Sunday, April 11, 2010

Ireland: Who Said That?

They are everywhere. All around me. Every where I go, restaurants, along the roads, airports, trains and train stations, stores, bathrooms, cafes, taxis, B&B and buses. And they are all English! Blessed, beautiful English. Blessed, beautiful English WORDS. (Absence really does make the heart grow fonder.) And the best ones have an Irish accent!!

I can’t help but notice that the Irish seem to celebrate their writers and give homage to the written word. Little rhymes or quotes from literature kept winking at me from unlikely places. Above the seats on trains, at train stations, on the doors to restaurants. Some made me wonder if Dr. Seuss was Irish: “The seats are not for feet.” Or “Going to the game? Take the train!” But mostly the quotes caught me off guard and were in places I didn’t expect with no apparent context. Wrapped around a kiosk in Drogehda I read:

“You’ll never see the man again, who sat across from you,

better to look away.”*

and in the train:

“There was really nothing else to say

it was an awkward silence

I read the back of someone’s paper

I stared out the window.*

At first I thought it was just in Dublin, to attract tourists to the Writers Museum (exhibits @ Jonathan Swift, Oscar Wilde, Yeats, and Brendan Behan), the James Joyce Museum or the birthplace of George Bernard Shaw. But even as I left Dublin, I kept noticing these little epigraphs. As if Ireland was calling out, “have you read the works of our sons yet?” Upon hearing that C.S. Lewis, who was Irish, has been one of the most significant authors to me personally, an endearing Irish couple, during one of the breaks at the conference in Belfast, emphatically recommended that I read the Irish poet John O’Donoghue (which I intend to do, once I’ve finished the ten other books I’m in the middle of!). There are many more Irish writers that will join that list.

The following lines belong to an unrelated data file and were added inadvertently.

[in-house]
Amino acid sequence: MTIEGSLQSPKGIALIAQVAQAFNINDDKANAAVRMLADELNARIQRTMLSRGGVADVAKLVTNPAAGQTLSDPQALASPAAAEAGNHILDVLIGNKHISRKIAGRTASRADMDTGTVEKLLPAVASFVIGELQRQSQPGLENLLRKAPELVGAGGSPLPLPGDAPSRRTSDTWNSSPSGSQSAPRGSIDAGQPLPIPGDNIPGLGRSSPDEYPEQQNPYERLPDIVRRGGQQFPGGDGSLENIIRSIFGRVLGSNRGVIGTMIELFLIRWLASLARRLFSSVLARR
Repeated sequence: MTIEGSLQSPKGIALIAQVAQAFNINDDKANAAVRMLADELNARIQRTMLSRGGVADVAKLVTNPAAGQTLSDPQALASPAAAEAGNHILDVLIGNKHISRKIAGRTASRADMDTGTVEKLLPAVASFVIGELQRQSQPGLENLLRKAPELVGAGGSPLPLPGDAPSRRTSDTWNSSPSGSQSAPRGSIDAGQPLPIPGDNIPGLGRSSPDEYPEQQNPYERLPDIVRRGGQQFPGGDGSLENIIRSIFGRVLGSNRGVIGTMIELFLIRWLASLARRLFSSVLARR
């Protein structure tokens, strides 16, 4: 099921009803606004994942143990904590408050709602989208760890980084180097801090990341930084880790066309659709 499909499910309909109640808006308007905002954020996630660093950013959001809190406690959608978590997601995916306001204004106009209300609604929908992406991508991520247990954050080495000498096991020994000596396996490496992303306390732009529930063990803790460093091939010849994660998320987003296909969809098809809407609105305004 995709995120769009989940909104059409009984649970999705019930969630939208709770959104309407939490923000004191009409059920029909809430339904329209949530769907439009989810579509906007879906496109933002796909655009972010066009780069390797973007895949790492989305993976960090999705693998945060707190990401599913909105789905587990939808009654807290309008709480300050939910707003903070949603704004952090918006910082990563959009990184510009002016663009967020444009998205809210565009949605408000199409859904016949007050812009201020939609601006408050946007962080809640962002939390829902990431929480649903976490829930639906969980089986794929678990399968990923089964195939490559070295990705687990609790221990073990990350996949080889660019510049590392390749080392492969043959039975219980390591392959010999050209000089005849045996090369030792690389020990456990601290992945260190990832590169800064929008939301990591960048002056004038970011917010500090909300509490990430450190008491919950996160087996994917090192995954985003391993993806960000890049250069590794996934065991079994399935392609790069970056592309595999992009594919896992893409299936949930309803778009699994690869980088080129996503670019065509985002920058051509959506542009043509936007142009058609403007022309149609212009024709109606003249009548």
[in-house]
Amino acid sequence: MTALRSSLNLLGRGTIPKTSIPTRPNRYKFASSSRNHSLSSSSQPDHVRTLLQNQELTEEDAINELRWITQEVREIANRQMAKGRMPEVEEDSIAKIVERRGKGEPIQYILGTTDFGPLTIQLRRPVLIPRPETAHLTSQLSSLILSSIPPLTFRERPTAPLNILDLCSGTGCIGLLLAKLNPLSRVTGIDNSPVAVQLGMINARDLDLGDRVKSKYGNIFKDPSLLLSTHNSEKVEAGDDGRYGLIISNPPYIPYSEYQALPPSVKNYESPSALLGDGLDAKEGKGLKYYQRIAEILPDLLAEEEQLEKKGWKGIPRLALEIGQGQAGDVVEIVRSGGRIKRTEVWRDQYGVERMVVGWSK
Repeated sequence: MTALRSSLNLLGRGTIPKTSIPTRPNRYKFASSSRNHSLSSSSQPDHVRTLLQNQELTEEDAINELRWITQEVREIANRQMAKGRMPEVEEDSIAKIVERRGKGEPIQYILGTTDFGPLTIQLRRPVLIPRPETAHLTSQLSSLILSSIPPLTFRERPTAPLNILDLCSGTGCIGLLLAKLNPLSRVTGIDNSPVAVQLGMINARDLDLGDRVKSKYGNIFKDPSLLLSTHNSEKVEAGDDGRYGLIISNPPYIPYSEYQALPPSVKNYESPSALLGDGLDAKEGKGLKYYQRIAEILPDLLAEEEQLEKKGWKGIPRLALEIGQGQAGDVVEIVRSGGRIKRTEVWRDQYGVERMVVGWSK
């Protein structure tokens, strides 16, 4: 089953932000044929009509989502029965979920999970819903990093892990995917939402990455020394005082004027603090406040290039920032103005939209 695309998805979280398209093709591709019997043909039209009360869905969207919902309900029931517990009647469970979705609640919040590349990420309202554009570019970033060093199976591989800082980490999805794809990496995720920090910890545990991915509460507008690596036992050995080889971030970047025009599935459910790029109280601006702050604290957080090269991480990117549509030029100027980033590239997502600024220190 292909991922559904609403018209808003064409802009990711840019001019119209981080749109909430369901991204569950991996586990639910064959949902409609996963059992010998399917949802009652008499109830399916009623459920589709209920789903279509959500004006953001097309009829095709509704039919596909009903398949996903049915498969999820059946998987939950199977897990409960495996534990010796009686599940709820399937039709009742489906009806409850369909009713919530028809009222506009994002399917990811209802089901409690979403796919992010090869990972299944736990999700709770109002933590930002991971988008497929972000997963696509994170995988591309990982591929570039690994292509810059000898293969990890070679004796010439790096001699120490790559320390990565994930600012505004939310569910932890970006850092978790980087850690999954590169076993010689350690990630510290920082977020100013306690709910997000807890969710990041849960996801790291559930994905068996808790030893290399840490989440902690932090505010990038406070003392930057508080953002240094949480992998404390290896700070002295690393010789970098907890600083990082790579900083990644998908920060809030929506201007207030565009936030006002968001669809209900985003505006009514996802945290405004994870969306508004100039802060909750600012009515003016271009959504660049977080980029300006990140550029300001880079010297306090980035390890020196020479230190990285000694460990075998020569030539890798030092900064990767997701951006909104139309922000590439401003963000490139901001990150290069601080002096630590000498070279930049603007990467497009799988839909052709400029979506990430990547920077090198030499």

The Re-Emergent conference afforded another onslaught of words:

From Phyllis Tickle, a living religious encyclopedia, who used no notes and whose words went from her brain, through her larynx, and gushed out of her mouth at a freakish speed, I heard more than just the live rendition of her book, The Great Emergence. Words to put things into perspective, place ourselves in history and paint the grand scheme of things. Some disturbing words, some mind-boggling ones:

“There are over 39,600 distinguishable denominations (not religions, but Christian denominations!).”

“We still have to answer the question, “What is a human being?”

“A big part of this new spirituality is happening in virtual space...with about 70 million people whose only religious experience is on the net in one of the 800 virtual churches.”

and bingo: “If you reduce God to a proposition that you can articulate, you just lost God!”

Samir Selmonovic’s words drew water, when he illustrated Miroslav Wolf’s stages of Embrace (Exclusion and Embrace) through a story of the exclusion and embrace from his own Muslim family, after his spiritual journey led him to follow Christ. That story can be found in his book, It’s Really All About God. Some of his words that stuck:

“When I left Islam to become a Jesus follower, I had many adjustments to make.. I started to become bitter, because the “Christians” made no adjustments from their culture to become Jesus followers.”

“The Emperor might be naked, but he has a very nice body...”

“Bible study is like a marriage: sometimes you are angry at the text, sometimes you don’t want to talk to it for a while, sometimes you make up again.”

Dave Tomlinson had an English accent when he said, “If you don’t have doubt, you don’t have faith; you have certainty and fundamentalism.”

Beki Bateson, who I’ve quoted the most since I’ve been back:

“The kingdom of God is where Faith, Art and Justice intersect.”

As Christ followers, we should be “creating just spaces.”

“How do we move from injustice to justice? Exactly where we stand!”

“Art can help people imagine an alternative future and inspire them to actively move toward it.”